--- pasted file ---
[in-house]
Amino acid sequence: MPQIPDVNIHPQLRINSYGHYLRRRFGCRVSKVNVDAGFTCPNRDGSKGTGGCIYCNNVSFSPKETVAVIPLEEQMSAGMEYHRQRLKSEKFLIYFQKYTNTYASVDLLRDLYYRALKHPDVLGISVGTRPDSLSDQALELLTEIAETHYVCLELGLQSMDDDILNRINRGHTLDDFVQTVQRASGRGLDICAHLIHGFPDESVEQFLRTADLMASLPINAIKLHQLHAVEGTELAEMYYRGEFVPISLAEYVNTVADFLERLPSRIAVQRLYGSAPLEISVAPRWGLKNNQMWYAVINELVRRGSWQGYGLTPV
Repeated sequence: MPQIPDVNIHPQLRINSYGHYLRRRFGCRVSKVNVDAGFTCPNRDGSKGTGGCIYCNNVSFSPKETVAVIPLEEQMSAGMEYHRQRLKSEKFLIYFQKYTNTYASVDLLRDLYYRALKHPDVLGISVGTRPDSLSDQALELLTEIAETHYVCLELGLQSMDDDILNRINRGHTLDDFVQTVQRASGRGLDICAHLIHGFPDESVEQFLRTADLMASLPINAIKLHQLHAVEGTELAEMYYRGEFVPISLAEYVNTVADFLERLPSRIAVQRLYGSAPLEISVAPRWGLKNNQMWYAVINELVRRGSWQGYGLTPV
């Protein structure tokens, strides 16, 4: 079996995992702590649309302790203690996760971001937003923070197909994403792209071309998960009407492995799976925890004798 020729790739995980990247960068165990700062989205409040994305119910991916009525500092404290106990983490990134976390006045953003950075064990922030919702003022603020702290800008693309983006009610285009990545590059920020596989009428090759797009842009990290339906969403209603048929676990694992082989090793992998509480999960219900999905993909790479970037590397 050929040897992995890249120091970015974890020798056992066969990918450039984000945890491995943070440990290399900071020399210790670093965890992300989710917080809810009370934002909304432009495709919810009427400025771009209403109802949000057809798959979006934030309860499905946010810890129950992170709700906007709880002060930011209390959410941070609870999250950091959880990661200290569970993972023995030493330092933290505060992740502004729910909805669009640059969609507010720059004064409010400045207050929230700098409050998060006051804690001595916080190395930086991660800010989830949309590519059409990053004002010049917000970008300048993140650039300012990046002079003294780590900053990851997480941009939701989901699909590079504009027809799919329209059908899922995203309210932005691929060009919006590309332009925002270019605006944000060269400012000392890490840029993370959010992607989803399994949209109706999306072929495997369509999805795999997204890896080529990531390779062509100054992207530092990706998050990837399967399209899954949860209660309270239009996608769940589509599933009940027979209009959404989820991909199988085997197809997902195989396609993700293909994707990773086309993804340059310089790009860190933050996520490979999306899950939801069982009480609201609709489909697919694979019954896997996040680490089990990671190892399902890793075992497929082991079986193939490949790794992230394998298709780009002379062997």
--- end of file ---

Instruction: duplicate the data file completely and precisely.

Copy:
[in-house]
Amino acid sequence: MPQIPDVNIHPQLRINSYGHYLRRRFGCRVSKVNVDAGFTCPNRDGSKGTGGCIYCNNVSFSPKETVAVIPLEEQMSAGMEYHRQRLKSEKFLIYFQKYTNTYASVDLLRDLYYRALKHPDVLGISVGTRPDSLSDQALELLTEIAETHYVCLELGLQSMDDDILNRINRGHTLDDFVQTVQRASGRGLDICAHLIHGFPDESVEQFLRTADLMASLPINAIKLHQLHAVEGTELAEMYYRGEFVPISLAEYVNTVADFLERLPSRIAVQRLYGSAPLEISVAPRWGLKNNQMWYAVINELVRRGSWQGYGLTPV
Repeated sequence: MPQIPDVNIHPQLRINSYGHYLRRRFGCRVSKVNVDAGFTCPNRDGSKGTGGCIYCNNVSFSPKETVAVIPLEEQMSAGMEYHRQRLKSEKFLIYFQKYTNTYASVDLLRDLYYRALKHPDVLGISVGTRPDSLSDQALELLTEIAETHYVCLELGLQSMDDDILNRINRGHTLDDFVQTVQRASGRGLDICAHLIHGFPDESVEQFLRTADLMASLPINAIKLHQLHAVEGTELAEMYYRGEFVPISLAEYVNTVADFLERLPSRIAVQRLYGSAPLEISVAPRWGLKNNQMWYAVINELVRRGSWQGYGLTPV
């Protein structure tokens, strides 16, 4: 079996995992702590649309302790203690996760971001937003923070197909994403792209071309998960009407492995799976925890004798 020729790739995980990247960068165990700062989205409040994305119910991916009525500092404290106990983490990134976390006045953003950075064990922030919702003022603020702290800008693309983006009610285009990545590059920020596989009428090759797009842009990290339906969403209603048929676990694992082989090793992998509480999960219900999905993909790479970037590397 050929040897992995890249120091970015974890020798056992066969990918450039984000945890491995943070440990290399900071020399210790670093965890992300989710917080809810009370934002909304432009495709919810009427400025771009209403109802949000057809798959979006934030309860499905946010810890129950992170709700906007709880002060930011209390959410941070609870999250950091959880990661200290569970993972023995030493330092933290505060992740502004729910909805669009640059969609507010720059004064409010400045207050929230700098409050998060006051804690001595916080190395930086991660800010989830949309590519059409990053004002010049917000970008300048993140650039300012990046002079003294780590900053990851997480941009939701989901699909590079504009027809799919329209059908899922995203309210932005691929060009919006590309332009925002270019605006944000060269400012000392890490840029993370959010992607989803399994949209109706999306072929495997369509999805795999997204890896080529990531390779062509100054992207530092990706998050990837399967399209899954949860209660309270239009996608769940589509599933009940027979209009959404989820991909199988085997197809997902195989396609993700293909994707990773086309993804340059310089790009860190933050996520490979999306899950939801069982009480609201609709489909697919694979019954896997996040680490089990990671190892399902890793075992497929082991079986193939490949790794992230394998298709780009002379062997």